Next Level Apparel challenges Gildan with bid for bankrupt American Apparel -source

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By Jessica DiNapoli | NEW YORK

NEW YORK California-based apparel maker Next
Level Apparel has submitted an offer to challenge a $66 million
bid from Canadian apparel manufacturer Gildan Activewear Inc for bankrupt American Apparel LLC, a person familiar
with the matter said Monday.

There were also partial bids submitted for the teen
retailer, including from liquidators for its retail inventory,
the person said. American Apparel plans to ask a judge for
approval on Jan. 12.

A U.S. bankruptcy court judge will have to approve the
winning bid.

American Apparel, in its second bankruptcy, is being sold in
an auction that began Monday morning in New York. The auction
for the retailer, famous for its sexually-charged advertising,
attracted interest from e-commerce giant Inc
, competitor Forever 21 Inc and brand licensor Authentic
Brands Group LLC, which led a consortium to acquire Aeropostale
Inc out of its bankruptcy last year.

American Apparel’s struggles show the major challenges
facing brick-and-mortar retailers as more consumers shop online.

It could not be determined whether any other bids submitted
for American Apparel were qualified to challenge Gildan, which
also makes Goldtoe socks and Anvil clothing. Gildan plans to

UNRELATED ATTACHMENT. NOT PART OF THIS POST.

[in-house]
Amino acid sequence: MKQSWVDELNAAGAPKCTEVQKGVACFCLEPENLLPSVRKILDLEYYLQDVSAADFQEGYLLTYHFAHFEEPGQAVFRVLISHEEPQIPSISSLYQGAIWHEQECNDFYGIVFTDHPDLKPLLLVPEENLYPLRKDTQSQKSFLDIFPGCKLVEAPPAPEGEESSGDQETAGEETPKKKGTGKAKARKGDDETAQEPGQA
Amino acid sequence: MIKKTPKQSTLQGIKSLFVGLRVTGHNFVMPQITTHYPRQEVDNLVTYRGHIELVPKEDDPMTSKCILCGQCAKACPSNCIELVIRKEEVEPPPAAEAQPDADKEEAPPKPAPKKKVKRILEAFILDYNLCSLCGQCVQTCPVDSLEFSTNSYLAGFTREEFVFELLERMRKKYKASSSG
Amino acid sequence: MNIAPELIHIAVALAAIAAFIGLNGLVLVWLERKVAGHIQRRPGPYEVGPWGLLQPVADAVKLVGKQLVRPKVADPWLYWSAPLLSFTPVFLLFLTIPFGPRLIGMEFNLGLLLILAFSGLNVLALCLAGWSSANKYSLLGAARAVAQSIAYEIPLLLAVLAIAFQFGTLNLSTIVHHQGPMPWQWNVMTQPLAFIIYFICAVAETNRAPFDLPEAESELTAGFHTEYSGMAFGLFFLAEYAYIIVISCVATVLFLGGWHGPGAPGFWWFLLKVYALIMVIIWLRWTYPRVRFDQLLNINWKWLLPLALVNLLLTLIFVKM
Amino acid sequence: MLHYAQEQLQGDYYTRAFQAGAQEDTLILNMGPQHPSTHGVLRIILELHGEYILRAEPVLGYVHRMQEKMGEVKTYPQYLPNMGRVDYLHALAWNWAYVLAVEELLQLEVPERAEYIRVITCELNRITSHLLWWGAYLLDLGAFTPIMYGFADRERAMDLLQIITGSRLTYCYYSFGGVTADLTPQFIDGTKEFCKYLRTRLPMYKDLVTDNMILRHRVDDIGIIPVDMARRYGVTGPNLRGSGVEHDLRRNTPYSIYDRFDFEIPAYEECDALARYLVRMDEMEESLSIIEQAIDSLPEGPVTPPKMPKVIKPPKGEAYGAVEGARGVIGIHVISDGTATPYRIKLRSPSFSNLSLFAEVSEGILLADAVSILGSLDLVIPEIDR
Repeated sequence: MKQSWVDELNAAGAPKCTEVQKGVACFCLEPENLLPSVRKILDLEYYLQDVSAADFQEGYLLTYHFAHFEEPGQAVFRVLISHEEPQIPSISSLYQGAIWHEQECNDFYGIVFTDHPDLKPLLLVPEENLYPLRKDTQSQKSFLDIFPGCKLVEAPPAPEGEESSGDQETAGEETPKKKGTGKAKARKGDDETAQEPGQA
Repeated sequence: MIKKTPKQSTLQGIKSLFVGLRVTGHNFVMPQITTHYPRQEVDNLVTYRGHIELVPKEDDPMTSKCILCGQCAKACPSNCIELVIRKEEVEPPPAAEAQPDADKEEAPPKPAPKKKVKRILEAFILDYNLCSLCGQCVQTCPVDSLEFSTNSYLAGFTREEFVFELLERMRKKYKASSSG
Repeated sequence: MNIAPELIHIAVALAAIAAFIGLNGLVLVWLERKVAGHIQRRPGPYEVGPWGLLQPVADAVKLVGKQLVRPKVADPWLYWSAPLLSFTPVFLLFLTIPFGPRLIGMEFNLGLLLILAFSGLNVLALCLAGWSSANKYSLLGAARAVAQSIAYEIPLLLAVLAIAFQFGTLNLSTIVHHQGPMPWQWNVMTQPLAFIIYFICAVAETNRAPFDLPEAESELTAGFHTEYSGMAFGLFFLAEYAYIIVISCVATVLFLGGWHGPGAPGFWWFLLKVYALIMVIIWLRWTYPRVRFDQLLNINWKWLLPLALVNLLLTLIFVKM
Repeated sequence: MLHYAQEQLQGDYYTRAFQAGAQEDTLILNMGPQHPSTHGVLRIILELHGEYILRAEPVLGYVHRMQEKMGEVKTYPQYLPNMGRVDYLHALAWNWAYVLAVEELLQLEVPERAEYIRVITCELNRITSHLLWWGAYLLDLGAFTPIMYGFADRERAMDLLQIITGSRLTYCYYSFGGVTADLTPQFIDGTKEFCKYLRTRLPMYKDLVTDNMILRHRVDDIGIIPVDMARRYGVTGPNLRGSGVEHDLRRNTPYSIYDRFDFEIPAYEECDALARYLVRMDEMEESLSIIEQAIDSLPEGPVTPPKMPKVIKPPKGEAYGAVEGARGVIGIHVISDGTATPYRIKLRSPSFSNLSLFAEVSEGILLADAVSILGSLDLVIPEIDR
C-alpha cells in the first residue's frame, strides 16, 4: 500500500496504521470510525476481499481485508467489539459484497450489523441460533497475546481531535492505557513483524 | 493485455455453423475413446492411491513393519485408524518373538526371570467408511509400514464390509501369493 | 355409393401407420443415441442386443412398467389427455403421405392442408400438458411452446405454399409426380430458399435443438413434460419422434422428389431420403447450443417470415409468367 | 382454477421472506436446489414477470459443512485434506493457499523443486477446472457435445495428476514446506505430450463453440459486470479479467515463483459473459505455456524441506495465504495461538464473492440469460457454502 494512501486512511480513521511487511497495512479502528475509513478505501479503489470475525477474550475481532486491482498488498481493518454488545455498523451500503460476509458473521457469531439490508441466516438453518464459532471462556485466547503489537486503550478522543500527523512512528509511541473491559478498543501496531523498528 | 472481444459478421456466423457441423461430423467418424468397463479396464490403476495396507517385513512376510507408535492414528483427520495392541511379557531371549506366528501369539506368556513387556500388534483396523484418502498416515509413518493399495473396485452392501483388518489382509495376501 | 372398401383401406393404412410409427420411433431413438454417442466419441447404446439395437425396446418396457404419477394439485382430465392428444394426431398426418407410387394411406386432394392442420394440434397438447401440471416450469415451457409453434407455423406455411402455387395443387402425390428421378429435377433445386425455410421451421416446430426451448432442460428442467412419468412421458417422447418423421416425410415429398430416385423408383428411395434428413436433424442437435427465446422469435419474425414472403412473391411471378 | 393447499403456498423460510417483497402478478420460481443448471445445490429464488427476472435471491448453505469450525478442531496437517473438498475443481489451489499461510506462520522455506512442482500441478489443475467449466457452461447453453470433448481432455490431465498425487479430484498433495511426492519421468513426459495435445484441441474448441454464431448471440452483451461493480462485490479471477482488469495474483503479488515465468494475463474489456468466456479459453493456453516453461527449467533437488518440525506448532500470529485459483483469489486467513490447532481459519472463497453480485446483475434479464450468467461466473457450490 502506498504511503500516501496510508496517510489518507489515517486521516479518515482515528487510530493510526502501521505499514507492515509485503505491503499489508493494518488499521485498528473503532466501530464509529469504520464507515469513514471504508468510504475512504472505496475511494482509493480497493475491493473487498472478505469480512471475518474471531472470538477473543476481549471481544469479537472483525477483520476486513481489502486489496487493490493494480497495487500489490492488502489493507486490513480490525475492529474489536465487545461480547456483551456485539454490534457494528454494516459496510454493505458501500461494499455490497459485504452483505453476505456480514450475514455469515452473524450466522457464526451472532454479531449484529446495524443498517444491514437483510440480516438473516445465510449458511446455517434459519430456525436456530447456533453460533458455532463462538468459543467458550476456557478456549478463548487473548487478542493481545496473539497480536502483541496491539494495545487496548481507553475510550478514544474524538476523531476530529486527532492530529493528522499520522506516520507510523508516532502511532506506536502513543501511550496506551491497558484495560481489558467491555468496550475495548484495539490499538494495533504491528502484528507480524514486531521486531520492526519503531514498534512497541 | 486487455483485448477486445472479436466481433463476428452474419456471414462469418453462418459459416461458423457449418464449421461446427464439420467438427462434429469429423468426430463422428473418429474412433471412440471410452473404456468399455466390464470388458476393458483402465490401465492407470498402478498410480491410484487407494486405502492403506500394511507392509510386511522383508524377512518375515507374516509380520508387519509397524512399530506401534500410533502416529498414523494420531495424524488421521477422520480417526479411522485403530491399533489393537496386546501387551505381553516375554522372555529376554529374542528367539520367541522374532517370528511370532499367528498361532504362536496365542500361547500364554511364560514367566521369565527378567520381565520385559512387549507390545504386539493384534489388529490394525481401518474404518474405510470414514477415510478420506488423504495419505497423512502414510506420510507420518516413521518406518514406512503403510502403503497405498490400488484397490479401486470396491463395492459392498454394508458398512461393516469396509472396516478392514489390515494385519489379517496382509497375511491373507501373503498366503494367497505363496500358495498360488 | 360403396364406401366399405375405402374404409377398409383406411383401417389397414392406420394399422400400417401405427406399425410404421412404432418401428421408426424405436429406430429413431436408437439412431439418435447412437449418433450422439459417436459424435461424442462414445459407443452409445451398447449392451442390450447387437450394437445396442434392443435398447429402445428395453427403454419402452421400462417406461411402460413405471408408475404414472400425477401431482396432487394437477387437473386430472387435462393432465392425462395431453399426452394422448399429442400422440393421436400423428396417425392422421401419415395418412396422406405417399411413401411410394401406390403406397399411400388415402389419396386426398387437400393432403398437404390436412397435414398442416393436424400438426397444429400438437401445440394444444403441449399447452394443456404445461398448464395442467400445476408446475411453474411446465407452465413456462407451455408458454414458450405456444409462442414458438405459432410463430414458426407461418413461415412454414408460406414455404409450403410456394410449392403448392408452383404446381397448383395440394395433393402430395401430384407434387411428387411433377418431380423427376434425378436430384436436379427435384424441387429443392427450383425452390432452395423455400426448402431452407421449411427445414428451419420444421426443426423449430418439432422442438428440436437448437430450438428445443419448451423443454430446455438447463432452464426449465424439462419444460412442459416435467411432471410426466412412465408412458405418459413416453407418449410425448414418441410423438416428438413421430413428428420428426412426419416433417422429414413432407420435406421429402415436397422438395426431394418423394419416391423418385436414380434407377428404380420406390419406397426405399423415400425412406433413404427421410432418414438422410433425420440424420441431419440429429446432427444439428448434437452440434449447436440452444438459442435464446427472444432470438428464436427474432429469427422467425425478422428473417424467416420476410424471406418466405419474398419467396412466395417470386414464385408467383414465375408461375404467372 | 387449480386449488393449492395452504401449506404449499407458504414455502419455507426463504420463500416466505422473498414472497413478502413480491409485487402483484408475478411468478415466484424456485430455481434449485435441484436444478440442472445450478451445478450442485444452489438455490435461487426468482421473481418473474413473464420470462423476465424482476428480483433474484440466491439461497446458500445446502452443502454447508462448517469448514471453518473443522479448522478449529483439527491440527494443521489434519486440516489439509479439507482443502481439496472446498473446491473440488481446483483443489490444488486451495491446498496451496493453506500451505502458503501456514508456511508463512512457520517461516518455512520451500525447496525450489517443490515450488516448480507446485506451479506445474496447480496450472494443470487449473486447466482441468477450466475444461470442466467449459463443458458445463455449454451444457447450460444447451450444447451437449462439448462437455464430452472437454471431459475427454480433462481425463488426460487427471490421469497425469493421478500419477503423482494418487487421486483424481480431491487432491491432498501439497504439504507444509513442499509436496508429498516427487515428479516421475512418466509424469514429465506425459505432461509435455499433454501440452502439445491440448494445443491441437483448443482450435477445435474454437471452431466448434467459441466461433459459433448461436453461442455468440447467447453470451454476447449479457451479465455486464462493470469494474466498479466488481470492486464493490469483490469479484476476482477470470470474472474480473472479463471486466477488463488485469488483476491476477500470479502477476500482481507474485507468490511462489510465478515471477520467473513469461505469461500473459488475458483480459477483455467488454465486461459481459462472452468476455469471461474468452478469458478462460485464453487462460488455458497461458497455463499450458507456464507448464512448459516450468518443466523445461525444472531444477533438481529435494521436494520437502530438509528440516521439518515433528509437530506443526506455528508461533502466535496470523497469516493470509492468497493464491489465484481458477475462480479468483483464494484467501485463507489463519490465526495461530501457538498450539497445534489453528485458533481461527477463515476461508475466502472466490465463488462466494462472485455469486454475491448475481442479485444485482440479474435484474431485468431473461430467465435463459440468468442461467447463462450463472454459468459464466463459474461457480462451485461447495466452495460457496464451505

take some of American Apparel’s manufacturing plants in southern
California, one of the largest garment-making operations in the
U.S. with about 3,500 employees.

The bulk of Gildan’s manufacturing takes place overseas in
the Caribbean and Central America.

Privately held Next Level Apparel makes its garments in
China, Mexico and Central America, according to the company.

Next Level’s bid was deemed as qualified by American Apparel
to be able to challenge Gildan, the person said.

The source asked not to be identified because details of the
bankruptcy auction are confidential.

American Apparel and Gildan declined to comment. A request
for comment from Next Level was not immediately returned.

American Apparel filed its second Chapter 11 in November
with about $177 million in debt after a turnaround plan
implemented by its owners, a group of former bondholders,
failed. The company filed its first Chapter 11 in October 2015,
and emerged early last year.

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